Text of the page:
On the tame side. And not nearly worth the $25 per person, per day to get in. But, if you live in Sunriver, or have access to a pass to get in, what a treasure to have in your own “back yard.”
For us, seventy-three degrees and breezy meant…
That once we flung out the end of a slide…
We spent ten minutes thawing on the concrete…
Or we sat in one of these chairs with insufficient sunblock and got ourselves a hundred dollar sunburn.
But there was also this. A tubing hill on the same premises.
Where, by our own strength, we dragged a tube up to the top of the grass.
Unless we appeared sorrowful and pathetic and the guy in the blue shirt met us half way and carried our tube burden for us and we merely dragged our own legs the rest of the way.
But here’s the top of the giant silicone slide.
And the middle.
And the bottom.
Fun enough for a time or two.
Or until our legs simply said, “That’ll do.”
There is also this. Lava Butte. Two miles north–up the road off of Exit 151.
Pronounced Lave Bewt.
Unless you’re in this family and find it necessary to cover the “E” and snicker while you do it.
This was a drive that wound around the butte until you reached the ten-stall parking lot and hiked up to the lookout.
At the top is a 360 degree view of every butte and mountain. And inside the bottom portion of the lookout (the only part allowed for visitors) is a 360 degree map labeling each bump and butte. The Sisters. Mt. Bachelor. Three-Fingered Jack. Mt. Jefferson…
This. Is Mt. Bachelor.
Yes. This one here.
And here’s the lookout behind us.
Then beyond those trees somewhere–in the horizon–are the three Sisters.
And up close–the little brother. In yellow.
Tis pretty here.
It might be 80 degrees on top of Lava Butte, but we’ve been told it’s 42 degrees in the Lava Caves a mile away.
So. With every extra shirt we could scrounge for insulation and our stash of inadequate flashlights in our palms, we’re ready, we think, for the lava cave.
Here it’s bright.
And now it’s night.
Like maybe darker than night.
And the terrain is bumpy.
And according to the signs we read along the way, bats hang out here.
Which has a couple of us wondering the entire hour, why bumbling in the dark with fading flashlights is a good time.
Is it a good time?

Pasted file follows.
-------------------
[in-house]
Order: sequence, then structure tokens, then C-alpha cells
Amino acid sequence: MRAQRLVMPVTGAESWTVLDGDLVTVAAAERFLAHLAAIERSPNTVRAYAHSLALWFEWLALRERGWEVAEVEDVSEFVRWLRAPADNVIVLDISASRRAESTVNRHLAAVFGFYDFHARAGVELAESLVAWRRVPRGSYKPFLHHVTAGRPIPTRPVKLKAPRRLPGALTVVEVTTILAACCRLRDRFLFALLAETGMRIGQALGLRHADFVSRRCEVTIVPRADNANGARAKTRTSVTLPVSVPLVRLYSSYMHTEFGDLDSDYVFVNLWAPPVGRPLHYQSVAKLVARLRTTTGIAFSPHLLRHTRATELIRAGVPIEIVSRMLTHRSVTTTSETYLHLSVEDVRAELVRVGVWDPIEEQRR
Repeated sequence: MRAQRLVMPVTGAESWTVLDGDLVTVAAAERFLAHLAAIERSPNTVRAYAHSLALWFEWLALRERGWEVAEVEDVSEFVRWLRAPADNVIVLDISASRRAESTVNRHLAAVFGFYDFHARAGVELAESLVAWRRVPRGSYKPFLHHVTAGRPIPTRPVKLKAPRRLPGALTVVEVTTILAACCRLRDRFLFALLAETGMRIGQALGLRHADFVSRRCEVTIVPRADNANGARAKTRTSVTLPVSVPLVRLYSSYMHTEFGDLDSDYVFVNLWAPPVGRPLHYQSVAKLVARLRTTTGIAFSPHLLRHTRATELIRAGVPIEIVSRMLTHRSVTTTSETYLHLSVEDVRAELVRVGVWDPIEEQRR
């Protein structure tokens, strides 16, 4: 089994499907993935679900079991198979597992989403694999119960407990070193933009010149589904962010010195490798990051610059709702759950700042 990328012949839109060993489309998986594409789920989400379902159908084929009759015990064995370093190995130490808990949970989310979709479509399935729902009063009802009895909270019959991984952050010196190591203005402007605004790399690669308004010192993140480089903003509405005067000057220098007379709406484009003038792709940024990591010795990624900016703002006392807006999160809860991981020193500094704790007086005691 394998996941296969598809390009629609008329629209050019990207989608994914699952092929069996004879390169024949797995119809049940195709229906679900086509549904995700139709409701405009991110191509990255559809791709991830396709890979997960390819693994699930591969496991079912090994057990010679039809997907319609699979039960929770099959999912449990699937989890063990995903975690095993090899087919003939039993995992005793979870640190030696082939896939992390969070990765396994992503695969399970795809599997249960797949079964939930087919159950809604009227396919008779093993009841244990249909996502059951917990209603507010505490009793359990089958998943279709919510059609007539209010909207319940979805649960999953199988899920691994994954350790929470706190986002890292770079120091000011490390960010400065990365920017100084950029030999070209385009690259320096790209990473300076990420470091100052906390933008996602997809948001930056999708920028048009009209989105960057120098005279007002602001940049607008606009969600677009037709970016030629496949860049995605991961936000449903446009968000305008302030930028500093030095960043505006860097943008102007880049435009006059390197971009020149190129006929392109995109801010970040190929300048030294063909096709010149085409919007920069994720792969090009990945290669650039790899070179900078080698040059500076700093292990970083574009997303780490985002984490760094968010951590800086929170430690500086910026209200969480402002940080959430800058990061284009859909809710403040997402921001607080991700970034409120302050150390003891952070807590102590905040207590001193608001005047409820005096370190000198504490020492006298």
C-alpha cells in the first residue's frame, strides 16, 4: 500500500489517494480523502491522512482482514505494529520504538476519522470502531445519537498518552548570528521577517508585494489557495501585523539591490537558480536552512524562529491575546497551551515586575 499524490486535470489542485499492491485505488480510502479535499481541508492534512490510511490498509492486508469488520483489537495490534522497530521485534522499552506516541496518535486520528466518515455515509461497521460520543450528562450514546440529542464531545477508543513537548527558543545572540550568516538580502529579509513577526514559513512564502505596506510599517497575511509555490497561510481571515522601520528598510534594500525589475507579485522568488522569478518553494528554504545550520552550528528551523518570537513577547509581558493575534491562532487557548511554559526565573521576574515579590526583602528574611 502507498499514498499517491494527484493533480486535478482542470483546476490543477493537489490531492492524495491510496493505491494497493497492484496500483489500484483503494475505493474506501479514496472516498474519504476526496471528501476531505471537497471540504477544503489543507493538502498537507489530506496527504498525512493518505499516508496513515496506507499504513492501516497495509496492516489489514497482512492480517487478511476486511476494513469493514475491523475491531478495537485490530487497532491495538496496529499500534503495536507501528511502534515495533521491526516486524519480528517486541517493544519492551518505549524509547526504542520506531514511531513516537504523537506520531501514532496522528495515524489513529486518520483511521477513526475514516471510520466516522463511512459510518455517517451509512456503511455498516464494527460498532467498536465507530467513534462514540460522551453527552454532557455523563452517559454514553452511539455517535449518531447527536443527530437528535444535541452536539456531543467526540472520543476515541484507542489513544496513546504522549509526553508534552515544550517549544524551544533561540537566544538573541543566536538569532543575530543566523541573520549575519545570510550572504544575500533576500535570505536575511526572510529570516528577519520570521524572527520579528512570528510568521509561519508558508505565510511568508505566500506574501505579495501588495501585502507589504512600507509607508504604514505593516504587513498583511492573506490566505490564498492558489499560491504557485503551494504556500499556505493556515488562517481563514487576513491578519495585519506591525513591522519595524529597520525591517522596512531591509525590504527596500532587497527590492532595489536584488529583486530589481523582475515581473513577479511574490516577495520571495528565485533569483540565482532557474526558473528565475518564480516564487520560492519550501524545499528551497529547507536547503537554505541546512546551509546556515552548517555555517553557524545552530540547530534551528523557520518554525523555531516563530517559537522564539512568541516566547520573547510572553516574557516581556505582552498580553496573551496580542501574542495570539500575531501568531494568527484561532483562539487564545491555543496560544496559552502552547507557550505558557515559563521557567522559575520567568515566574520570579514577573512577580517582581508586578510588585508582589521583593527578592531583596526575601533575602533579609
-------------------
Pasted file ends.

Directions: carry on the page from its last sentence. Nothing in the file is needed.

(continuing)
Well. After a mile in and a mile back out, having tripped through the dark, there is this again. Freedom. Hope. Life.
Just a hundred yards away!
So…from Sunriver, Bend is just fifteen miles north. Which is where we were on Saturday afternoon when The Two Bulls fire was just heating up.
Ash was already floating from the sky in Sunriver and landing on our shorts and in the swimming pool, which prompted an urgency to find the source. For us, anyway.
We’re in the parking lot of Bend’s Goodwill store–the closest we’ll get. Here the two fires have yet to merge. And on the economic side, have yet to consume thousands of acres and get a price tag of $2.4 million dollars in damage. Everything takes time.
And so with our time, we headed south from Bend to Lava Butte hoping to catch a glimpse of the fire from on top.
Only we couldn’t drive in anymore.
Which made that butte seem a lot bigger and a whole bunch longer than it was the day before.
While three of us put our heads down and huffed our way up.
One of us ran.
Until we were met with smoky views like this one.
And this one.
And our clear sky from the day before was but a coughing haze.
It doesn’t take much for the smoke to scratch your lungs from even miles away.
So we headed back down…
In the same fashion we’d come up.
And we called it a day.
A vacation, really.
Because in morning light, we left the place that’s hard to leave.
But we know this…
Know that we’ll hold tightly to the memories God gifted us here.
And know that we’ll rejoice in the day He brings us back.
“You will go out in joy and be led forth in peace; the mountains and hills will burst into song before you, and all the trees of the field will clap their hands. Instead of the thornbush will grow the pine tree, and instead of briers the myrtle will grow…” Isaiah 55